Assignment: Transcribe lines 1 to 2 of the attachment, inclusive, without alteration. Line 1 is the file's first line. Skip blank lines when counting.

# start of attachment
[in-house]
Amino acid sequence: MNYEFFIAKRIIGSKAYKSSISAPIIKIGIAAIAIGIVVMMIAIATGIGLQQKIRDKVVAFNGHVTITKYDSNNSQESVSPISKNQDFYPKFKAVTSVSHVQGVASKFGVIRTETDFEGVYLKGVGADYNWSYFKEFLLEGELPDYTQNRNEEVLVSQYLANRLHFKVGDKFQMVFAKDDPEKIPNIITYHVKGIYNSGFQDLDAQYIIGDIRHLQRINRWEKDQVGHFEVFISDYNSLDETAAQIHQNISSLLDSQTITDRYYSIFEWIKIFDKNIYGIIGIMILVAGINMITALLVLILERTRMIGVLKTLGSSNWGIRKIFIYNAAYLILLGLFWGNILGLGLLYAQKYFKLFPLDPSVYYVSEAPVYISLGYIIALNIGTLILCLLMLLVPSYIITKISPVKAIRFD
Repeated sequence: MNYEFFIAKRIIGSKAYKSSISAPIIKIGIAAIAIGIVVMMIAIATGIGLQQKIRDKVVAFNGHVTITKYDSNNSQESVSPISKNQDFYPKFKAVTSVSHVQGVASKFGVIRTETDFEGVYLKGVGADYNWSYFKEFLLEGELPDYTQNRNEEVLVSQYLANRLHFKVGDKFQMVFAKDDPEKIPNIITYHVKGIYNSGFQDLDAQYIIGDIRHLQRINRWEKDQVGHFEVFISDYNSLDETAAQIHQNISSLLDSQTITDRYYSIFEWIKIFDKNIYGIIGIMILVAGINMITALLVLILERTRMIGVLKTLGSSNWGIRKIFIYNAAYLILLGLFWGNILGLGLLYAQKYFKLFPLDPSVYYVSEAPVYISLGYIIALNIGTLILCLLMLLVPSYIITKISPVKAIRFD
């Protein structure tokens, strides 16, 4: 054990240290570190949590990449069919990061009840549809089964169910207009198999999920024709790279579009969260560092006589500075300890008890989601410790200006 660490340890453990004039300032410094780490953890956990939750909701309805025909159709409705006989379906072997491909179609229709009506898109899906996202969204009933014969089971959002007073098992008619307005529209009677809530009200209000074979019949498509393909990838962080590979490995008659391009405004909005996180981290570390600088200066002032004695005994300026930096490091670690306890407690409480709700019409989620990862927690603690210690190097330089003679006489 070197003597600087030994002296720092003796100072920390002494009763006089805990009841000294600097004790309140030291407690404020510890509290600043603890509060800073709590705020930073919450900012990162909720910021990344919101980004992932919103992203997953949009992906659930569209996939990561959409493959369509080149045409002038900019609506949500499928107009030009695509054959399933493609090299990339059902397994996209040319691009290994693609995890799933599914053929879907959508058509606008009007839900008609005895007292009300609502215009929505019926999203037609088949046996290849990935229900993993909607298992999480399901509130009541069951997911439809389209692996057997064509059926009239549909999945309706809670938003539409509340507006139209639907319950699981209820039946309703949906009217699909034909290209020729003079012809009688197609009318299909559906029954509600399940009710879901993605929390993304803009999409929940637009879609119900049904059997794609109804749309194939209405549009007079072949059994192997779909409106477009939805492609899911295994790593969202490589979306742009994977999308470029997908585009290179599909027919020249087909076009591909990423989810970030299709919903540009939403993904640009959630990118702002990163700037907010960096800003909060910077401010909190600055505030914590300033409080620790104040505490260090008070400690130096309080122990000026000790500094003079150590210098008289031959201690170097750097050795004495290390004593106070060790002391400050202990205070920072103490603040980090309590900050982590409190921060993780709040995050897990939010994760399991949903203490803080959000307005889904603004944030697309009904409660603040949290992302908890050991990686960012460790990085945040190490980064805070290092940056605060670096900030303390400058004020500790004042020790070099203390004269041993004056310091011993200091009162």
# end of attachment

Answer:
[in-house]
Amino acid sequence: MNYEFFIAKRIIGSKAYKSSISAPIIKIGIAAIAIGIVVMMIAIATGIGLQQKIRDKVVAFNGHVTITKYDSNNSQESVSPISKNQDFYPKFKAVTSVSHVQGVASKFGVIRTETDFEGVYLKGVGADYNWSYFKEFLLEGELPDYTQNRNEEVLVSQYLANRLHFKVGDKFQMVFAKDDPEKIPNIITYHVKGIYNSGFQDLDAQYIIGDIRHLQRINRWEKDQVGHFEVFISDYNSLDETAAQIHQNISSLLDSQTITDRYYSIFEWIKIFDKNIYGIIGIMILVAGINMITALLVLILERTRMIGVLKTLGSSNWGIRKIFIYNAAYLILLGLFWGNILGLGLLYAQKYFKLFPLDPSVYYVSEAPVYISLGYIIALNIGTLILCLLMLLVPSYIITKISPVKAIRFD